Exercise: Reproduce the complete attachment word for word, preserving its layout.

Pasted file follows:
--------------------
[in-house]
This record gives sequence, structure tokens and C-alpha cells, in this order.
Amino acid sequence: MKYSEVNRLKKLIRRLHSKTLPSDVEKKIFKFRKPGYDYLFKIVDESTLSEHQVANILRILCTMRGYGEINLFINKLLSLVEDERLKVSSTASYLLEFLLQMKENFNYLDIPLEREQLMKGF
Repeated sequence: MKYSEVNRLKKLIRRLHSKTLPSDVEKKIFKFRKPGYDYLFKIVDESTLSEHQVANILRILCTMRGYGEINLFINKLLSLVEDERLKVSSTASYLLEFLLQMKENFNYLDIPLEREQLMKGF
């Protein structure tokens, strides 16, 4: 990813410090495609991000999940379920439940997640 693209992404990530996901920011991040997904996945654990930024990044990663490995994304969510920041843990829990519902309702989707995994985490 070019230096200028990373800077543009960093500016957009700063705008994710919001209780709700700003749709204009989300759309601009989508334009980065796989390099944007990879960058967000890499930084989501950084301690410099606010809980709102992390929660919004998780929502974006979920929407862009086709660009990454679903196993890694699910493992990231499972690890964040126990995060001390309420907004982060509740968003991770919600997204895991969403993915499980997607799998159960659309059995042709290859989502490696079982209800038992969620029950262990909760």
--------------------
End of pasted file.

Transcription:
[in-house]
This record gives sequence, structure tokens and C-alpha cells, in this order.
Amino acid sequence: MKYSEVNRLKKLIRRLHSKTLPSDVEKKIFKFRKPGYDYLFKIVDESTLSEHQVANILRILCTMRGYGEINLFINKLLSLVEDERLKVSSTASYLLEFLLQMKENFNYLDIPLEREQLMKGF
Repeated sequence: MKYSEVNRLKKLIRRLHSKTLPSDVEKKIFKFRKPGYDYLFKIVDESTLSEHQVANILRILCTMRGYGEINLFINKLLSLVEDERLKVSSTASYLLEFLLQMKENFNYLDIPLEREQLMKGF
């Protein structure tokens, strides 16, 4: 990813410090495609991000999940379920439940997640 693209992404990530996901920011991040997904996945654990930024990044990663490995994304969510920041843990829990519902309702989707995994985490 070019230096200028990373800077543009960093500016957009700063705008994710919001209780709700700003749709204009989300759309601009989508334009980065796989390099944007990879960058967000890499930084989501950084301690410099606010809980709102992390929660919004998780929502974006979920929407862009086709660009990454679903196993890694699910493992990231499972690890964040126990995060001390309420907004982060509740968003991770919600997204895991969403993915499980997607799998159960659309059995042709290859989502490696079982209800038992969620029950262990909760």